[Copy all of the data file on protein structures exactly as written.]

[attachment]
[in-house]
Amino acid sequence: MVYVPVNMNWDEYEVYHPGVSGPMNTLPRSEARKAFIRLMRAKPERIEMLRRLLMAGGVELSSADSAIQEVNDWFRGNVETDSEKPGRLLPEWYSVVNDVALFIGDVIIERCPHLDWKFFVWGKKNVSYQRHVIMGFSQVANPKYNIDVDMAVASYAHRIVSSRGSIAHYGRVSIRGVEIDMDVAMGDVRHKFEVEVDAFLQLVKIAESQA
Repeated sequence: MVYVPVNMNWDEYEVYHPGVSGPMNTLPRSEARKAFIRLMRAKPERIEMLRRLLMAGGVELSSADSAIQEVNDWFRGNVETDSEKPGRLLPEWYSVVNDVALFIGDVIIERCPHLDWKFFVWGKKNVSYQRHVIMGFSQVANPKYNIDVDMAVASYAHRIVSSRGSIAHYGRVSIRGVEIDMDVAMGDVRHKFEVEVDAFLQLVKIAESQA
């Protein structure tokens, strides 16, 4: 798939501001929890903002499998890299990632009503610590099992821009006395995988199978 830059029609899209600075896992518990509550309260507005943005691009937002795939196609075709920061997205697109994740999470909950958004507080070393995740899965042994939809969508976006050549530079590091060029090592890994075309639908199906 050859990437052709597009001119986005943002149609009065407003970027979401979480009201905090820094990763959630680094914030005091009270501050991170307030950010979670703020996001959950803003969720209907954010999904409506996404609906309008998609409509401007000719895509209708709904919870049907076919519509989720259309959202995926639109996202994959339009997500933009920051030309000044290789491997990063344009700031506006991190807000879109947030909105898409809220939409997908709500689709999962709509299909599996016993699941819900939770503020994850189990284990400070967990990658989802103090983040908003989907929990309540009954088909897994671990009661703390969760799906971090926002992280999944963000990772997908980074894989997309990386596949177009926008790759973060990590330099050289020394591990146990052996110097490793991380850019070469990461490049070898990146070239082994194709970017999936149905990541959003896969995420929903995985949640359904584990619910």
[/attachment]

[in-house]
Amino acid sequence: MVYVPVNMNWDEYEVYHPGVSGPMNTLPRSEARKAFIRLMRAKPERIEMLRRLLMAGGVELSSADSAIQEVNDWFRGNVETDSEKPGRLLPEWYSVVNDVALFIGDVIIERCPHLDWKFFVWGKKNVSYQRHVIMGFSQVANPKYNIDVDMAVASYAHRIVSSRGSIAHYGRVSIRGVEIDMDVAMGDVRHKFEVEVDAFLQLVKIAESQA
Repeated sequence: MVYVPVNMNWDEYEVYHPGVSGPMNTLPRSEARKAFIRLMRAKPERIEMLRRLLMAGGVELSSADSAIQEVNDWFRGNVETDSEKPGRLLPEWYSVVNDVALFIGDVIIERCPHLDWKFFVWGKKNVSYQRHVIMGFSQVANPKYNIDVDMAVASYAHRIVSSRGSIAHYGRVSIRGVEIDMDVAMGDVRHKFEVEVDAFLQLVKIAESQA
């Protein structure tokens, strides 16, 4: 798939501001929890903002499998890299990632009503610590099992821009006395995988199978 830059029609899209600075896992518990509550309260507005943005691009937002795939196609075709920061997205697109994740999470909950958004507080070393995740899965042994939809969508976006050549530079590091060029090592890994075309639908199906 050859990437052709597009001119986005943002149609009065407003970027979401979480009201905090820094990763959630680094914030005091009270501050991170307030950010979670703020996001959950803003969720209907954010999904409506996404609906309008998609409509401007000719895509209708709904919870049907076919519509989720259309959202995926639109996202994959339009997500933009920051030309000044290789491997990063344009700031506006991190807000879109947030909105898409809220939409997908709500689709999962709509299909599996016993699941819900939770503020994850189990284990400070967990990658989802103090983040908003989907929990309540009954088909897994671990009661703390969760799906971090926002992280999944963000990772997908980074894989997309990386596949177009926008790759973060990590330099050289020394591990146990052996110097490793991380850019070469990461490049070898990146070239082994194709970017999936149905990541959003896969995420929903995985949640359904584990619910």